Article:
Have you forgotten that the one who sealed the move can also consult an engine? Wake up dude! Remember that we are not talking about the initial opening position here where the chance is balanced. Usually in adjourned games the position is imbalanced with big advantage on one side. An engine doesn't just tell a winning evaluation. It also shows the Principal variation. A few exploration of some alternative lines is not hard to keep in mind. Even if you no longer have engine access during the game, your knowledge about the position score alone is enough clue about what kind of moves to find. My God I can't believe im explaining this. Even ordinary masters know what im talking about. for the same season why adjournment is no longer allowed in all major tournaments. (except this ofcource)

  • 5 months ago

    inselschaker

    @Jhorwin: You make it seem as if analysing an adjourned position merely means switching on an engine that will then present a forced win (out of reach for human players). But how likely is it that there is a forced win, exactly coinciding with adjournment, working against any sealed move by the opponent?

    If Bergamo and, two years ago, Amsterdam, is too small a sample: how often does it happen after exactly five hours - in GM games or in (your own) amateur games?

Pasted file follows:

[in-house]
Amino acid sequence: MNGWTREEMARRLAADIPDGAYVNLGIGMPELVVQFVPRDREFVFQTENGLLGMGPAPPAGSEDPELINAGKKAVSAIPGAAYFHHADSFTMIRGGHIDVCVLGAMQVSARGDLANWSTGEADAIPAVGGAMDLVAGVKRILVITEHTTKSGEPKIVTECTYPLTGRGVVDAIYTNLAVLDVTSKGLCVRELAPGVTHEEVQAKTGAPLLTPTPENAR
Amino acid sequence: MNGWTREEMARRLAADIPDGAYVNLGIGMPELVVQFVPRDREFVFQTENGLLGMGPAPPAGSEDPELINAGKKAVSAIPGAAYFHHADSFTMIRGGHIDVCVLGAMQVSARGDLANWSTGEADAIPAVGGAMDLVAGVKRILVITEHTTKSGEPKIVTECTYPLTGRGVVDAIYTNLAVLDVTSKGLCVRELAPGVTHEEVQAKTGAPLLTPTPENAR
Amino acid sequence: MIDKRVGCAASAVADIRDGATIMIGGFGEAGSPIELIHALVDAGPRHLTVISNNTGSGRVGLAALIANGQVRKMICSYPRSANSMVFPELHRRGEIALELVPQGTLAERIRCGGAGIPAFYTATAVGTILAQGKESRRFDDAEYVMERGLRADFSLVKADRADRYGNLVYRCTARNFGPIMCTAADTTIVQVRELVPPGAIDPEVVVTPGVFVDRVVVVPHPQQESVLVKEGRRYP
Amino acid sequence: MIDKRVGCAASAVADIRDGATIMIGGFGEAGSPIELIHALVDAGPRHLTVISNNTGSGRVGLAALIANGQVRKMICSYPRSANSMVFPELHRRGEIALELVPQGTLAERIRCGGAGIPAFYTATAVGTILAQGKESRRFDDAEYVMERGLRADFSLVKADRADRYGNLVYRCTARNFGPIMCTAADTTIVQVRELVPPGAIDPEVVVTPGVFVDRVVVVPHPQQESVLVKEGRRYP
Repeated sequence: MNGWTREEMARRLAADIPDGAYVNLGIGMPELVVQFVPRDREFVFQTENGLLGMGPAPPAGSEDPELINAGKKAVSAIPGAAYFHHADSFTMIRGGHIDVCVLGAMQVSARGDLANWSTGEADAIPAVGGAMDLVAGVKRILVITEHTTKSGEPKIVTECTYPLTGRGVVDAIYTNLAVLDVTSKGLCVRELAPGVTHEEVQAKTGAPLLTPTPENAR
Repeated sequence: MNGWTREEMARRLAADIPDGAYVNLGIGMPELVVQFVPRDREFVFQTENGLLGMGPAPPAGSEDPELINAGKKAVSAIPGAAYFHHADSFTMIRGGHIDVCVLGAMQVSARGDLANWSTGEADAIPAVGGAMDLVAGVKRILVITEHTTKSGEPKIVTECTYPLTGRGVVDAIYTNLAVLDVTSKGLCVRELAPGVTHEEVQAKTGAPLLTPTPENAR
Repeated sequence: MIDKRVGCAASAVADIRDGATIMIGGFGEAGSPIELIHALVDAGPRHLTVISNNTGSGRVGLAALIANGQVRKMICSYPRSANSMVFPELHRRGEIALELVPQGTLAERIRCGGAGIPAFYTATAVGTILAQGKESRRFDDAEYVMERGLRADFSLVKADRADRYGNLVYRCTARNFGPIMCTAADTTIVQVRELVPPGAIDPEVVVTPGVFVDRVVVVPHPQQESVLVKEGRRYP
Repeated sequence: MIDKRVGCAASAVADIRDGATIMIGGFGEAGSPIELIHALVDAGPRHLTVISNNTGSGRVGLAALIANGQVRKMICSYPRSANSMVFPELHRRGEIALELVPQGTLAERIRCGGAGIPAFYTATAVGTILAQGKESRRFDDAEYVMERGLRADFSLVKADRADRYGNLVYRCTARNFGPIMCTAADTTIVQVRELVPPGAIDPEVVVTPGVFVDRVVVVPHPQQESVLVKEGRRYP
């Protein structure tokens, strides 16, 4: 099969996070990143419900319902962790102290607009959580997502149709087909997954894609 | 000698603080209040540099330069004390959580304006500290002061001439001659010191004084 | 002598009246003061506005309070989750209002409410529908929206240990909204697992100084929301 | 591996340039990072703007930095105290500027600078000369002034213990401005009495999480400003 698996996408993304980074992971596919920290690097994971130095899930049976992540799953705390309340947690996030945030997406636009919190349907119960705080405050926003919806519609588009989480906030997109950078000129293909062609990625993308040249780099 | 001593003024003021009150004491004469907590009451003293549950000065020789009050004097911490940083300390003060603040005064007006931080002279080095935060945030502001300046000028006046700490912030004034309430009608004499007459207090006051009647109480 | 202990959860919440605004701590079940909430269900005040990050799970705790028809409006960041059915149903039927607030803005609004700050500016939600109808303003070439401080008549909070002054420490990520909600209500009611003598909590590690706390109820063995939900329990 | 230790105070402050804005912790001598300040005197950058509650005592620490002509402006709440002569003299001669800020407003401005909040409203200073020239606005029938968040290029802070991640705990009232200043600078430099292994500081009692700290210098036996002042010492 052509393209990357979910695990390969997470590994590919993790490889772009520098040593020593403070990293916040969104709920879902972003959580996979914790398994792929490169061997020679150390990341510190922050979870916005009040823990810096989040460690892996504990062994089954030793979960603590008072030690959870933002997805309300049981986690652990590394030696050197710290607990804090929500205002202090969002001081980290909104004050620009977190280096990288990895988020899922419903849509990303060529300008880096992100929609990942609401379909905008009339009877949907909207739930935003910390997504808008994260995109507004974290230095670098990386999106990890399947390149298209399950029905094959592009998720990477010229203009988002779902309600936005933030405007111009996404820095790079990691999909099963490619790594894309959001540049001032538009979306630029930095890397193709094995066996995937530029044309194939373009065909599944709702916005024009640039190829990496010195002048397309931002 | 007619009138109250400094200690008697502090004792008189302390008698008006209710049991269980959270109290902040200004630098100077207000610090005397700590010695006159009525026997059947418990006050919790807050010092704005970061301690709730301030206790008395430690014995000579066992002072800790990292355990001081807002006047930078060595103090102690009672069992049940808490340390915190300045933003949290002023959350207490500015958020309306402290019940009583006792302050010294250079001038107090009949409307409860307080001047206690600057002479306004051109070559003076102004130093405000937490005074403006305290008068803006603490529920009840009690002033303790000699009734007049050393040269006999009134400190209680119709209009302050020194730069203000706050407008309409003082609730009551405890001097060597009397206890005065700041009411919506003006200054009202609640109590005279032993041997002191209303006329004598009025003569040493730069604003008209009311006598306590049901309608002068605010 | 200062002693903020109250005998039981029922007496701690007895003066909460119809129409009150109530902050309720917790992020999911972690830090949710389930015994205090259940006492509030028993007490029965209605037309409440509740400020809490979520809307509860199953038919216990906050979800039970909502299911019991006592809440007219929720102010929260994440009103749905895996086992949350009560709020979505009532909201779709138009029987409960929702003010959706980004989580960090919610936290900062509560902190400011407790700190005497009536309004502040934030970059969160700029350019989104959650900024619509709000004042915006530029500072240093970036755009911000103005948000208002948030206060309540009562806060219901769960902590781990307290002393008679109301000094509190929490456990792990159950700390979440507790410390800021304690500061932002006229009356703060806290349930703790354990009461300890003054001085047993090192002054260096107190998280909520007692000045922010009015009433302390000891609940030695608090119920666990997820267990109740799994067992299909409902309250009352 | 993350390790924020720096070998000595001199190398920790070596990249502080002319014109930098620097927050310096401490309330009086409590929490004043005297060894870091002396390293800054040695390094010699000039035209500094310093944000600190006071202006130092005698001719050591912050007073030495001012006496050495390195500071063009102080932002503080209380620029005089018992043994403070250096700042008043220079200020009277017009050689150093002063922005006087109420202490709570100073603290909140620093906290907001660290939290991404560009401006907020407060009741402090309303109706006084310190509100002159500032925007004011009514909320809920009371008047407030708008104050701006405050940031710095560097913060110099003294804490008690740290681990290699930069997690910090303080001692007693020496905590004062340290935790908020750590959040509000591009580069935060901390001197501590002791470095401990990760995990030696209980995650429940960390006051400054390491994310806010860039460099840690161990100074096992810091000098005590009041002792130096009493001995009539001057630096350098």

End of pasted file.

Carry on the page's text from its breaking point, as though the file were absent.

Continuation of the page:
BTW (hardly mentioned): the rationale behind adjournments in this event probably isn't just to have adjournments. It also permits slower time controls - before and after adjournment - thereby potentially increasing the quality of moves at any moment of the game, also if the game isn't adjourned at all. Players can have two or three more deep thoughts before move 40 or - if they stick to their 'normal' time management - they will avoid time trouble but keep 30 minutes on the clock after move 30 or 35. It's only possible with possible adjournments, else there might be marathon games of 8, 10 or 12 hours in one session (very tiring even if there's never time trouble!).

  • 5 months ago

    Jhorwin

    @juliakoy

    Your comment is very valid in the 90s. At that time engines were so weak that they had very small significance concerning adjourned games.  Today, if Stockfish gives +3 with the accompanying PV then there's no way to stop it! That makes all your thoughts about adjournment resulting to high level mental competition, carefull patient analysis, old or young ages blah blah so meaningless at this era.

    Wake-up man and live at the moment!

  • 5 months ago

    juliakoy

    i think this is the first time after so many years that adjournments have been allowed again.  The purpose of this is plenty: let me show you a bit of what i understand:
    a.  Adjournment prevents both players from going into so much mental pressure in deciding whether to continue and risk mental fatigue or stress, or just draw the game .  This is advantageous especially for veteran players ages 30 and above.  Nowadays the younger players think faster, deeper and better. We all know there is young and old masters when they clash are not always equal. the youngers had better advantage. With adjournment, the veterans will have more time to rest and analyze positions
    b.  Adjournment helps both players to have quality rest while thinking of a better  quality move.  They dont need to think much of what will be their next move.  they just let the computer analyze or their assisting masters do the thinking.